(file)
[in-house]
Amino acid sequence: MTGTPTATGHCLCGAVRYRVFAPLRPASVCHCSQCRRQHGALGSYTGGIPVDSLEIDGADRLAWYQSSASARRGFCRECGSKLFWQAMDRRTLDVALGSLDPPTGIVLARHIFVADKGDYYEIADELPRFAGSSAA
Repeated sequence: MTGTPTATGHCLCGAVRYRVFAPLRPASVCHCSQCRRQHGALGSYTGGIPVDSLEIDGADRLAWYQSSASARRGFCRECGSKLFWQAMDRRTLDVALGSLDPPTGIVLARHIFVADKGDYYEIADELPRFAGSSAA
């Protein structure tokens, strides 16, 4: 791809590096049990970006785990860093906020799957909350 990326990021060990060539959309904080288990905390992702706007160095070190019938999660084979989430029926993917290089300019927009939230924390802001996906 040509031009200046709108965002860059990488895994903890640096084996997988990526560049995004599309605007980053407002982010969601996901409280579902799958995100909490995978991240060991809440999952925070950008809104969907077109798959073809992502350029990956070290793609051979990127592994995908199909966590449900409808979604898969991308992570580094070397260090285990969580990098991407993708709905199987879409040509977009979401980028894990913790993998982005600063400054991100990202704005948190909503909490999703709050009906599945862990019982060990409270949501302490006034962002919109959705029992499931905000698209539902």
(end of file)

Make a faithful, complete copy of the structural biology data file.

[in-house]
Amino acid sequence: MTGTPTATGHCLCGAVRYRVFAPLRPASVCHCSQCRRQHGALGSYTGGIPVDSLEIDGADRLAWYQSSASARRGFCRECGSKLFWQAMDRRTLDVALGSLDPPTGIVLARHIFVADKGDYYEIADELPRFAGSSAA
Repeated sequence: MTGTPTATGHCLCGAVRYRVFAPLRPASVCHCSQCRRQHGALGSYTGGIPVDSLEIDGADRLAWYQSSASARRGFCRECGSKLFWQAMDRRTLDVALGSLDPPTGIVLARHIFVADKGDYYEIADELPRFAGSSAA
């Protein structure tokens, strides 16, 4: 791809590096049990970006785990860093906020799957909350 990326990021060990060539959309904080288990905390992702706007160095070190019938999660084979989430029926993917290089300019927009939230924390802001996906 040509031009200046709108965002860059990488895994903890640096084996997988990526560049995004599309605007980053407002982010969601996901409280579902799958995100909490995978991240060991809440999952925070950008809104969907077109798959073809992502350029990956070290793609051979990127592994995908199909966590449900409808979604898969991308992570580094070397260090285990969580990098991407993708709905199987879409040509977009979401980028894990913790993998982005600063400054991100990202704005948190909503909490999703709050009906599945862990019982060990409270949501302490006034962002919109959705029992499931905000698209539902």